Instead of focusing on being nice, we need to focus on being real.

Being real allows us to have a deeper connection both to ourselves – and others. Being real – and true to ourselves – reduces inner conflicts and nudges us towards inner peace, freedom and happiness.

We’ve been taught to care more about what other people think of us than what we think of ourselves!

Ethel Barrett Worry QuoteOften what gets in the way of being – and sharing – our true selves is worrying what people will think of us if we do.

If you’re living life so concerned what other people will think or feel that you don’t share what you really think, need and feel – then that is being TOO nice.

The result is that your inner self, your inner child is constantly being ignored and repressed. And this will make it very unhappy. In the longer term this can lead to depression, anger, resentment and even feelings of worthlessness and shame. This is what our inner self learns from being regularly ignored: I am unimportant.

It’s impossible to have a relationship with someone without occasionally upsetting them…

We must remember that we can’t be in relationship with someone, without occasionally hurting or upsetting them. It’s simply not possible.

Two people cannot always be in alignment. Which means that sometimes you will disagree.

So be “Real” rather than “Nice”

Instead of being “nice” all the time, we should focus instead on being real. This means taking care of our needs, living our own values, even if – especially if – these are not in line with those around us.

And if you’re constantly the one who backs down when you disagree, this is bad for both people in the relationship.

  1. It’s bad for you – because you will get tired and resentful.
  2. It’s bad for the other person – because they never get to know the real you. They don’t have the opportunity to learn how to have a meaningful relationship with you.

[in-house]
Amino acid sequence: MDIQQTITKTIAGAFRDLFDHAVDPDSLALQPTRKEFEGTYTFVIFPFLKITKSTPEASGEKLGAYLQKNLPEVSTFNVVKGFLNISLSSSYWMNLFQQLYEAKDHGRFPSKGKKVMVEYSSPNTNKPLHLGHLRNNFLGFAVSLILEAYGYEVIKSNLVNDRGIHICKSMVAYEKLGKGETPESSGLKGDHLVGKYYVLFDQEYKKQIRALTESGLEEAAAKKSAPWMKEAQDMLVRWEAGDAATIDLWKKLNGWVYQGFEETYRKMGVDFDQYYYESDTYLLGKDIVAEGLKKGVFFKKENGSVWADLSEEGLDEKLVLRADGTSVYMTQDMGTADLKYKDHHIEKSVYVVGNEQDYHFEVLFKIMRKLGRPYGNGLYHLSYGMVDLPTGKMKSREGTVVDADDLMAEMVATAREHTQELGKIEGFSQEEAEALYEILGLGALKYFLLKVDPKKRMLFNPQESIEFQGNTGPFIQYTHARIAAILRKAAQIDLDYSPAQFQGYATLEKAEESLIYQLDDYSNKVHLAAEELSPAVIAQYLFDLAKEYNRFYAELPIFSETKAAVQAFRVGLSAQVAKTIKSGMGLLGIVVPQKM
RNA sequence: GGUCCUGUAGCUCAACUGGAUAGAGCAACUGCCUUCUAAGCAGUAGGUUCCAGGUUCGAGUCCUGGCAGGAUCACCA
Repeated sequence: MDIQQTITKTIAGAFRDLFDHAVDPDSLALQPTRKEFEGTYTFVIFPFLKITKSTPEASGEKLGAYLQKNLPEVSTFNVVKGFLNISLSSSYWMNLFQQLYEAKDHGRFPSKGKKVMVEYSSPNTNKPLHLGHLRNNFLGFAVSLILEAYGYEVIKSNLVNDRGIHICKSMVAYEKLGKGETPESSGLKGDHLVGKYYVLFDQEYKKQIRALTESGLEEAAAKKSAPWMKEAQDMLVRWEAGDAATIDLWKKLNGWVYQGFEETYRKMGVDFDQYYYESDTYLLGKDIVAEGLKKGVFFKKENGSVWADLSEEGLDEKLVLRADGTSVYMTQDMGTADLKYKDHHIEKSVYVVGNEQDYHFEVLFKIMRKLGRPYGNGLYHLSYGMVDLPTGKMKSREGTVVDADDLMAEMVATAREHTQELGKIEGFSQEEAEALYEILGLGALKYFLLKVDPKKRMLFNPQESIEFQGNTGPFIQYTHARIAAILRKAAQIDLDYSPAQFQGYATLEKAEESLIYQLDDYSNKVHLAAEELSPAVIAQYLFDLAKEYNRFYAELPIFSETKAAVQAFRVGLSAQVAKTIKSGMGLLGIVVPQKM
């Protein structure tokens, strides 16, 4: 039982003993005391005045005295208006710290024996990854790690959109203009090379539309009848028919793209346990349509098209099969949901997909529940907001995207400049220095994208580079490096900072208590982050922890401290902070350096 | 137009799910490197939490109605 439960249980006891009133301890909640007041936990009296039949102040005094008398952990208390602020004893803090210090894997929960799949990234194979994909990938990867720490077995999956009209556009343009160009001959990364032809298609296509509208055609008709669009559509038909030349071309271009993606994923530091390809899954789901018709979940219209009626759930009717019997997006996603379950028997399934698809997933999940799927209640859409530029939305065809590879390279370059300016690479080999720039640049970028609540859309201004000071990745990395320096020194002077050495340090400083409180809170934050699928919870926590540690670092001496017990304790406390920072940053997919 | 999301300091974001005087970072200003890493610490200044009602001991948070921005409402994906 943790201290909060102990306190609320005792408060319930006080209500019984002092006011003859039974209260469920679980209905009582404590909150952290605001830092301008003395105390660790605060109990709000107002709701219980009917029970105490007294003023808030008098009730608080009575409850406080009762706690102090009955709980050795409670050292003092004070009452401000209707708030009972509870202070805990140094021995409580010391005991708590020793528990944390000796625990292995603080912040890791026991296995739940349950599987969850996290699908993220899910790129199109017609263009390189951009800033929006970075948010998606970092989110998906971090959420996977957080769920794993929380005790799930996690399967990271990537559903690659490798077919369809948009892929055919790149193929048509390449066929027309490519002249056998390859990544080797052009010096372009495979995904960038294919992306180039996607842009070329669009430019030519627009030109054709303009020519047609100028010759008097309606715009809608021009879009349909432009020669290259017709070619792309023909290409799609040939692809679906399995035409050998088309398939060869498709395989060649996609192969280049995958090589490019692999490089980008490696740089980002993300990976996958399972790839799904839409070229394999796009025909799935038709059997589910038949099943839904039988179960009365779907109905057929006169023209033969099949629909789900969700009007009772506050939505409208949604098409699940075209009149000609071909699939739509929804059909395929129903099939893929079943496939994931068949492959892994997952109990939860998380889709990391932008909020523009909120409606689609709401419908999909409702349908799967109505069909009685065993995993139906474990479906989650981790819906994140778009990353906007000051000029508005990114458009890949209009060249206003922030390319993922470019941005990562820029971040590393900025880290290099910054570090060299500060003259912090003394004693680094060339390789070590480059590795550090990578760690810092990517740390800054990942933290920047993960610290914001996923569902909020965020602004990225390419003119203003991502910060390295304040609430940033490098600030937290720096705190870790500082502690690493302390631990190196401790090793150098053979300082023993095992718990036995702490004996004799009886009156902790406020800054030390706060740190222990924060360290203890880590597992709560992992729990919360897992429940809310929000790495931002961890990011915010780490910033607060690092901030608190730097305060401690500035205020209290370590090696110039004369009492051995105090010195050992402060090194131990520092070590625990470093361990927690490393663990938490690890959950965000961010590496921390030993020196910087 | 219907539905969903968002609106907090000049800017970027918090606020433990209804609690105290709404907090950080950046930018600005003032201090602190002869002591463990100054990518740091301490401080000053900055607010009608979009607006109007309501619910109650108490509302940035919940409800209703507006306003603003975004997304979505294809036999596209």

So, how can we know if  the “Be Nice” rule is at play?

What often underpins a “being nice” habit is the belief that “there are no other options available”. And there are a few signs we can look out for, for example:

  1. Does it feel rigid? Does it seem like you don’t have any other choice?
  2. Do you feel obligated? That you must do this?
  3. Do you feel resentful or “taken for granted”, yet haven’t said anything because you don’t see any other way things could work?
  4. Is it a “should” – where you won’t (think you can’t) consider any other options?
  5. Is it logical that you should (or shouldn’t) do something? Are other options illogical and therefore not to be considered?

We always have the power of choice.

And when we don’t feel that to be true, then we’re probably more worried about what other people think, which means we might be stuck being “nice”.

Here are 10 signs that you’re too nice for your own good:

This list applies to all relationships – your partner/children/parents but also with other relatives, friends, work colleagues and fellow volunteers/members of a community group.

And as you read the list below, consider, which of these 11 signs of being “too nice” might apply to you?

  1. Do you protect others from your thoughts and feelings? Is it essential to stay in control of your emotions? Do you not let people know what you really think and feel when they upset you, so they don’t have to experience a “not so nice” side of you?